Carter v. AVIVA Insurance Company of Canada, 2021 ONLAT 19-012446/AABS-M

Full Decision

Jason Carter was injured in a motor vehicle collision on August 16, 2018. He applied to AVIVA for Statutory Accident Benefits including income replacement benefits (IRB). AVIVA denied IRB’s in April of 2019 after Jason completed a multidisciplinary suite of insurer examinations (IE) required by AVIVA.

Jason applied to the LAT contesting AVIVA’s denial of IRB’s. Prior to the hearing date, AVIVA moved for an order staying the application on the grounds that Jason did not attend a psychological IE to assess his IRB entitlement. Citing Certas v. Gonsalves, 2011 ONSC 3986, AVIVA argued that it would be procedurally unfair for them to have to defend Jason’s application without the advantage of a psychological IE.

The material factual points before the Adjudicator were:

  • AVIVA gave no formal notice to Jason that they required a psychological IE in respect of his IRB entitlement.
  • The orthopaedic assessor who participated in the multidisciplinary IE process relating to the issue of IRB had identified in his report of March 2019 that a psychological assessment should be completed in respect of the IRB entitlement assessment. Yet AVIVA did not act on that recommendation.
  • AVIVA had engaged a psychologist to conduct an IE for medical and rehabilitation benefits in April/May of 2019 without requesting any opinion on the issue of IRB.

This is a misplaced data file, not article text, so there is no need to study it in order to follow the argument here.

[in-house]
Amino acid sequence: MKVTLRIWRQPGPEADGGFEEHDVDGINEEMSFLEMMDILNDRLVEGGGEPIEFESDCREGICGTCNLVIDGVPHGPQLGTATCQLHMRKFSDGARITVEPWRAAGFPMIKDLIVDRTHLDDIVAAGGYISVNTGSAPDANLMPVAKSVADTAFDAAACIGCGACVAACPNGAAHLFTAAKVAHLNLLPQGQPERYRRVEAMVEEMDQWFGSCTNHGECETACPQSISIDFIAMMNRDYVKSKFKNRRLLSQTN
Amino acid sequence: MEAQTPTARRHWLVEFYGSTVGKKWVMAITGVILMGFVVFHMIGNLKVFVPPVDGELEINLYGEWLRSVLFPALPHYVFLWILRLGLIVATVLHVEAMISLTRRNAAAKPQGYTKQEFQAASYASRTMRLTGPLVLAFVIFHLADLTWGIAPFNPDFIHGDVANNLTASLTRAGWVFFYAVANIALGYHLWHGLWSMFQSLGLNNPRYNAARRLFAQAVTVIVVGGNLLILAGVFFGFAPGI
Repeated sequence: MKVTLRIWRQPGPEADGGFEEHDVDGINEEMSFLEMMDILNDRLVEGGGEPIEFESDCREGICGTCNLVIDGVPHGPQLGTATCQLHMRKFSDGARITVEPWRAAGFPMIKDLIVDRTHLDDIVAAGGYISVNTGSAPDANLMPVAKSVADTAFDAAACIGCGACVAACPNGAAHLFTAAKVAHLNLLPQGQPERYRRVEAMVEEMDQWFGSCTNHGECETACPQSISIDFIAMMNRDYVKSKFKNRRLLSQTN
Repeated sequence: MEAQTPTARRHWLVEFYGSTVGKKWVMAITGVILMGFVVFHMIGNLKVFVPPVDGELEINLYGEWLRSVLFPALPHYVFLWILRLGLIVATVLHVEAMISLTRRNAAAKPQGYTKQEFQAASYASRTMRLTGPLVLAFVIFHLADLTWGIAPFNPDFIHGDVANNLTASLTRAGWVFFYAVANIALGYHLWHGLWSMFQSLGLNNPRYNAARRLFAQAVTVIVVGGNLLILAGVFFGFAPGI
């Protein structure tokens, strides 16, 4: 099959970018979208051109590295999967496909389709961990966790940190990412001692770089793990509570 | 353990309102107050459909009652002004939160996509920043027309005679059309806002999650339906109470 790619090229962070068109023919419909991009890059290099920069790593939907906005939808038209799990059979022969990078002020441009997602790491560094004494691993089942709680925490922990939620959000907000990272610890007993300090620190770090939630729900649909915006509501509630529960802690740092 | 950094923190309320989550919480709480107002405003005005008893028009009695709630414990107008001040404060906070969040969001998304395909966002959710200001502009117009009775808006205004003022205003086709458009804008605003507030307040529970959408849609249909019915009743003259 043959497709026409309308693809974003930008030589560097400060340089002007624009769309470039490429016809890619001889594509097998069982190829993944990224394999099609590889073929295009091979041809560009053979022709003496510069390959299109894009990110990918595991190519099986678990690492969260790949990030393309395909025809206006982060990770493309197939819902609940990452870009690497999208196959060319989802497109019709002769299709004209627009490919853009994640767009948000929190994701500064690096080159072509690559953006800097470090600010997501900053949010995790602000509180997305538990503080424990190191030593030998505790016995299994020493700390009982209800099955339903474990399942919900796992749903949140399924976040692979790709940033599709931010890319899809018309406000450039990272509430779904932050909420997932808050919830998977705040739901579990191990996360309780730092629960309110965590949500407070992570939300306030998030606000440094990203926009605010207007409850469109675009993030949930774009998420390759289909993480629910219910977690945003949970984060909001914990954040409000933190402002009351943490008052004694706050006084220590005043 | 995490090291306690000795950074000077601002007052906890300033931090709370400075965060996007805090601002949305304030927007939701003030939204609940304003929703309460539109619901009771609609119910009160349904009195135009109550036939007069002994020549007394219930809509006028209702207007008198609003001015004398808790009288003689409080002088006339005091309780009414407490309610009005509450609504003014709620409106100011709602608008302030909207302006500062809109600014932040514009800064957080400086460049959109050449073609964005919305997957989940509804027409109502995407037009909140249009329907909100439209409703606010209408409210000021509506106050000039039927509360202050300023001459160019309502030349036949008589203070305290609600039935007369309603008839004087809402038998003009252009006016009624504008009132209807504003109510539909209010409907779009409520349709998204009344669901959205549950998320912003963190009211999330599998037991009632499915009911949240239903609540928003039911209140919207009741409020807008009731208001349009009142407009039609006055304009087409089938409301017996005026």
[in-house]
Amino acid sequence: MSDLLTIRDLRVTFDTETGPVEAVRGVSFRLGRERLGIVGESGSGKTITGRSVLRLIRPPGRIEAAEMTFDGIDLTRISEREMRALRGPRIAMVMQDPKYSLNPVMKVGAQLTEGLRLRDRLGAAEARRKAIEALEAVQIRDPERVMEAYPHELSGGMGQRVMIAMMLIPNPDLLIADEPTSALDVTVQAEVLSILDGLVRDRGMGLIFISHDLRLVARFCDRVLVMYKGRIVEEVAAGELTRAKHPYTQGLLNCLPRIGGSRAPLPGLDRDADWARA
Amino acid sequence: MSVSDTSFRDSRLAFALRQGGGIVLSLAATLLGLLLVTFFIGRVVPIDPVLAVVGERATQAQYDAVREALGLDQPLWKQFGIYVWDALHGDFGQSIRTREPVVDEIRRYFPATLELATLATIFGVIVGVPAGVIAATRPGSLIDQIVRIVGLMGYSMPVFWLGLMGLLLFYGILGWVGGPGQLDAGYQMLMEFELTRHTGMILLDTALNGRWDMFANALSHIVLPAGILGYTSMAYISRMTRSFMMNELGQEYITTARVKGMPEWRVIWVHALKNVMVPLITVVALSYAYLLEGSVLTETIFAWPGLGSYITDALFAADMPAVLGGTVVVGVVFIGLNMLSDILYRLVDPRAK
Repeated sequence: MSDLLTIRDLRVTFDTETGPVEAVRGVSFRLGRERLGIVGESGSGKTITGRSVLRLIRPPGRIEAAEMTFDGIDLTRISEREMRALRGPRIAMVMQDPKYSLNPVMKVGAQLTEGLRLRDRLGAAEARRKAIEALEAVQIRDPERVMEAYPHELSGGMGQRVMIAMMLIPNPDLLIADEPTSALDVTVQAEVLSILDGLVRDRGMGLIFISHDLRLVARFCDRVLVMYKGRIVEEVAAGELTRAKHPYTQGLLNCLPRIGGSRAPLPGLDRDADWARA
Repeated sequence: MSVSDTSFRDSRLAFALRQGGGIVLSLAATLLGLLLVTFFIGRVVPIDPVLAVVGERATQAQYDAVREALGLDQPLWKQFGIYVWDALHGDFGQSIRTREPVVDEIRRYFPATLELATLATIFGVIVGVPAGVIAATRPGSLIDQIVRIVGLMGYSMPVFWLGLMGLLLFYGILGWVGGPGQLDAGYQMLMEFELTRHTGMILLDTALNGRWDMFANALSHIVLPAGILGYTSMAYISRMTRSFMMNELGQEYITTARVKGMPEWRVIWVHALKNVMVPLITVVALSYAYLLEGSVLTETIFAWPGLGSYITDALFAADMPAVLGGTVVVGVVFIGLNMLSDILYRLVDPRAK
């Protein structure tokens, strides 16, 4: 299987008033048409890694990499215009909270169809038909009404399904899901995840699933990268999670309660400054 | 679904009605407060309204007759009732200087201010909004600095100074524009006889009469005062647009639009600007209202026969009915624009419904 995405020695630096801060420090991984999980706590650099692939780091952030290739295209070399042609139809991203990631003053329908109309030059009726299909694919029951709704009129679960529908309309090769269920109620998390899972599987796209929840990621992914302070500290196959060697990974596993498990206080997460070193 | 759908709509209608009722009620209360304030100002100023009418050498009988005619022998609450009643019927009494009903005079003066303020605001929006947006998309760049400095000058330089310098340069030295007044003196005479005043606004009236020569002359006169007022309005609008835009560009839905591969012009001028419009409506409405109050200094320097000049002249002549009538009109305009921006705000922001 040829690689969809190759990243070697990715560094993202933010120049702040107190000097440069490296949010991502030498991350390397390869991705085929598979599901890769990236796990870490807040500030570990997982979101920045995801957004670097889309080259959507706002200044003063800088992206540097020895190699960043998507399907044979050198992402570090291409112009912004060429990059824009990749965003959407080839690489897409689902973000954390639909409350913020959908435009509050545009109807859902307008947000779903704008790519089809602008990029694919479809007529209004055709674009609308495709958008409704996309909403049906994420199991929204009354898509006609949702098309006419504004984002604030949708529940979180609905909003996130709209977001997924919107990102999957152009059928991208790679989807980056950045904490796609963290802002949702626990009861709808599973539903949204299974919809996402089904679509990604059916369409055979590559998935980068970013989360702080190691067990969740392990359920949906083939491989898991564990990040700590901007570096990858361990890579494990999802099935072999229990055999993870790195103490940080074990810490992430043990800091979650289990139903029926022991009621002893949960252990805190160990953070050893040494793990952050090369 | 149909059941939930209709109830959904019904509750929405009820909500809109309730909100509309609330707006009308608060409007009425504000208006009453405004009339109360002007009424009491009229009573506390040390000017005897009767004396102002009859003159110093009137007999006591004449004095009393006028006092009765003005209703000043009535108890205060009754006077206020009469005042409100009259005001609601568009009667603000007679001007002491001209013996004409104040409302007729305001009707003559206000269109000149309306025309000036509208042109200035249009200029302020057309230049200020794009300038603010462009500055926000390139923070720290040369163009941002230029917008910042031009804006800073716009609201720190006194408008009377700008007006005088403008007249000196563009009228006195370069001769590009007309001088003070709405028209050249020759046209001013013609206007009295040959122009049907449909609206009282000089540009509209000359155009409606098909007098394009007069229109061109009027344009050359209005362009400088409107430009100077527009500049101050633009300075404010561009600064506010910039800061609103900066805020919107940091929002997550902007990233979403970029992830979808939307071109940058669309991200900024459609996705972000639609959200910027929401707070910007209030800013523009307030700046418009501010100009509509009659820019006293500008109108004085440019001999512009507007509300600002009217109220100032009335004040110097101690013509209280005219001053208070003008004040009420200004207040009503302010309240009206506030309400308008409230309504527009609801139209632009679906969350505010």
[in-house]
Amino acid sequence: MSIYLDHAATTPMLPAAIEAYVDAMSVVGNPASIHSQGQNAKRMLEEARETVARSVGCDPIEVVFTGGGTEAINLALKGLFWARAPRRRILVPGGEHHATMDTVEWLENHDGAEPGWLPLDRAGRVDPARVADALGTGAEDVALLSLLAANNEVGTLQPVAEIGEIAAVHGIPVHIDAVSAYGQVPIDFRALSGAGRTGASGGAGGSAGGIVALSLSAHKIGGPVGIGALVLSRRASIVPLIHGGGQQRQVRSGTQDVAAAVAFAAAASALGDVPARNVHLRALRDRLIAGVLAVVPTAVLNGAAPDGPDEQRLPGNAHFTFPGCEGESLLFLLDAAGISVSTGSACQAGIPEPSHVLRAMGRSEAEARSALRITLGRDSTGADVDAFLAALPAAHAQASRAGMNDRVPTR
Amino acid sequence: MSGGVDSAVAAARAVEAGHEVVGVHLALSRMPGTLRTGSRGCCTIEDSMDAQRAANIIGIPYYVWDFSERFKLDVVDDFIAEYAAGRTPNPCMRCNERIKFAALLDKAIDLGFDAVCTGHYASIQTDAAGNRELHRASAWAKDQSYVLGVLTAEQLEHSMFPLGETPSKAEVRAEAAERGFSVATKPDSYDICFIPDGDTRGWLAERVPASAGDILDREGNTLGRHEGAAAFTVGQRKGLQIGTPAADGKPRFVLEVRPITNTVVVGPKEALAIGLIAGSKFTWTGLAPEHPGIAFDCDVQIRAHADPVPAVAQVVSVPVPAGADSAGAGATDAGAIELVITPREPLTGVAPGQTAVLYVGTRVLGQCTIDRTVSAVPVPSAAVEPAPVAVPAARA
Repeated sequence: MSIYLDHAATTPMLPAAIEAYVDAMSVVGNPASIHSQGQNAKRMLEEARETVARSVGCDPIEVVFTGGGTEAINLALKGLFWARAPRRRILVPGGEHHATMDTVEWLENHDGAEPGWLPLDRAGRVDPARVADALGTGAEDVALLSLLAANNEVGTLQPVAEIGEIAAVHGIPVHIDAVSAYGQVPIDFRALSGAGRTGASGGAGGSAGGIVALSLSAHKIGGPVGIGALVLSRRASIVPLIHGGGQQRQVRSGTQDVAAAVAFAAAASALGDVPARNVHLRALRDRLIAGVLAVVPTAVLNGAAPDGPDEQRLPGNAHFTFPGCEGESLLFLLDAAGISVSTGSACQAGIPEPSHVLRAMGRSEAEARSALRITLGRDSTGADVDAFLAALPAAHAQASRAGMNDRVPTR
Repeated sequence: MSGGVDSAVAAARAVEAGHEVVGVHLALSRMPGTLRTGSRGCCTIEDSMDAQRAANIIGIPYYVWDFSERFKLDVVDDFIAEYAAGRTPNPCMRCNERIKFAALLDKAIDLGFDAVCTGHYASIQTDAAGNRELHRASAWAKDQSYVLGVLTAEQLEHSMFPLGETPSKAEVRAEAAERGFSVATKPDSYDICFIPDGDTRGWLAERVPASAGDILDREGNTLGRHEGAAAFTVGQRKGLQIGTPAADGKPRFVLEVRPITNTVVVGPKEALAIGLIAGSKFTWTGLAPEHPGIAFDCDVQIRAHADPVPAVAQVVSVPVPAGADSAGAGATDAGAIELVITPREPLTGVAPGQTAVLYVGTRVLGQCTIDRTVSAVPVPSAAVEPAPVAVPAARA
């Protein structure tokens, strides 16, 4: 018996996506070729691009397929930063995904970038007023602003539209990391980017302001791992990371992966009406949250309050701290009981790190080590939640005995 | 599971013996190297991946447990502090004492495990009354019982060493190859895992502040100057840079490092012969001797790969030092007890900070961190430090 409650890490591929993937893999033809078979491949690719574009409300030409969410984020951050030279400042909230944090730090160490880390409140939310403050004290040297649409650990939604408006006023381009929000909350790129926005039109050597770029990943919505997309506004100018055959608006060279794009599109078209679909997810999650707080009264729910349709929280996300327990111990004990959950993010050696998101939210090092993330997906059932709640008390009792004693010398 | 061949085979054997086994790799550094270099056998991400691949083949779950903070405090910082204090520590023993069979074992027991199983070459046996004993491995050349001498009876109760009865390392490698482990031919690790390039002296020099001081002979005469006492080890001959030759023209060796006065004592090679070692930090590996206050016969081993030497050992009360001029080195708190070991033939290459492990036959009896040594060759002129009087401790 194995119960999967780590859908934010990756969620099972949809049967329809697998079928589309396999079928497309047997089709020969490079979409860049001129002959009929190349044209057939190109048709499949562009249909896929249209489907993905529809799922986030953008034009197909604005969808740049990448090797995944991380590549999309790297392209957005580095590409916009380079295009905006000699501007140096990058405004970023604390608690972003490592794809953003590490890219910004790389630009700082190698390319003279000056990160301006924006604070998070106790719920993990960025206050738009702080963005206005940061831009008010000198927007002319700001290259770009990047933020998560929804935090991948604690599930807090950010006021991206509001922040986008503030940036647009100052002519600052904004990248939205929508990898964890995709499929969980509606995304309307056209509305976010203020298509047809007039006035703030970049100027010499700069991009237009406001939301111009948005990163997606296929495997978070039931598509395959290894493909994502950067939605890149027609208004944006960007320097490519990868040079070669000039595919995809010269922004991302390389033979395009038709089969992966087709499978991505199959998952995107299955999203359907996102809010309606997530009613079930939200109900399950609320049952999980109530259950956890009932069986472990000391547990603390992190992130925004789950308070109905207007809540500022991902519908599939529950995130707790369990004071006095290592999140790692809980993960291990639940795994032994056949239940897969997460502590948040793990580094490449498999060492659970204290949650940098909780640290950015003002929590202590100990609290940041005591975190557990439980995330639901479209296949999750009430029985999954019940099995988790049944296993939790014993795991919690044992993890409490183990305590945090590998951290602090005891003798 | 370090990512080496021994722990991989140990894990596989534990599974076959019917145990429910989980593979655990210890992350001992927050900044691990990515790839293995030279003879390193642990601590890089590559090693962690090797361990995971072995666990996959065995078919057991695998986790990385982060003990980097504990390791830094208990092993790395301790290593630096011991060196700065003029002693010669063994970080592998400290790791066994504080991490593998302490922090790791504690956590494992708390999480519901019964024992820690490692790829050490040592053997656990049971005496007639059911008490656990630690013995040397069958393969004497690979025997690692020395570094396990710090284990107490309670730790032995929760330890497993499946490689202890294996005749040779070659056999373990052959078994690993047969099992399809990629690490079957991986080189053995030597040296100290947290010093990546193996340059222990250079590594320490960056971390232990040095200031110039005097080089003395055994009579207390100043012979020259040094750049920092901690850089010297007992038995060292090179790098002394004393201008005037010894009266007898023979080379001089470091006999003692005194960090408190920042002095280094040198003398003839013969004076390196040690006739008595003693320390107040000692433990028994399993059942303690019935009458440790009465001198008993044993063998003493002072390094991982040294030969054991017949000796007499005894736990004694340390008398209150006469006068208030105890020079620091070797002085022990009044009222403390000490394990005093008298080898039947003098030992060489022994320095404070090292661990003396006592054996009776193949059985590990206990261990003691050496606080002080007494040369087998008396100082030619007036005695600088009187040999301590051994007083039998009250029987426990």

• Jason provided his own psychological report to AVIVA in November of 2019.
  • AVIVA’s motion for a stay pending getting a psychological IE for the IRB dispute was not filed until July of 2021.

In denying AVIVA’s motion to stay the proceeding, Adjudicator Mazerolle concluded:

  • As no psychological IE was scheduled and no Notice of Examination was issued to the insured by AVIVA, AVIVA could not rely on section 55(2) of the SABS restricting insured persons from commencing LAT Applications without first attending a scheduled IE.
  • Further, in accord with M.B. v. Aviva 2017 CanLII 87160,a Notice of Examination must meet the SABS ‘consumer protection mandate’ and that Notices should “assist insured persons to navigate disputes over accident benefits.” They are not procedural devices that can be employed to deny or delay benefits.
  • Commenting on the issue of procedural fairness as it arose in the Gonsalves case, the Adjudicator noted that the circumstances of Jason’s case were the inverse of the facts in that case where new expert reports were served several weeks before a hearing was to commence, and an adjournment was appropriate to allow time for responding reports to be generated.

A further point of note is that the Adjudicator in denying AVIVA’s motion stated that his decision might have been different had AVIVA not obtained a psychological opinion at all. In the circumstances of the case, AVIVA did have a psychological IE, just not one obtained for the specific purpose of an IRB assessment. Consequently, AVIVA would not be completely bereft of psychological expert opinion evidence relating to Jason’s assertion of disability and claim for IRB’s.

Adjudicator Mazerolle stated it was unfair to adjourn the hearing of such an important issue just before the scheduled hearing. It was reasonable for Jason to have prepared for his hearing expecting no further psychological opinion on IRB given AVIVA didn’t avail itself of the opportunity at an earlier stage in the Application process.

Written by

Jennifer Schmidtz is a licensed Paralegal at Ross & McBride LLP. She is a former Co-Chair of the OTLA Law Clerk Section.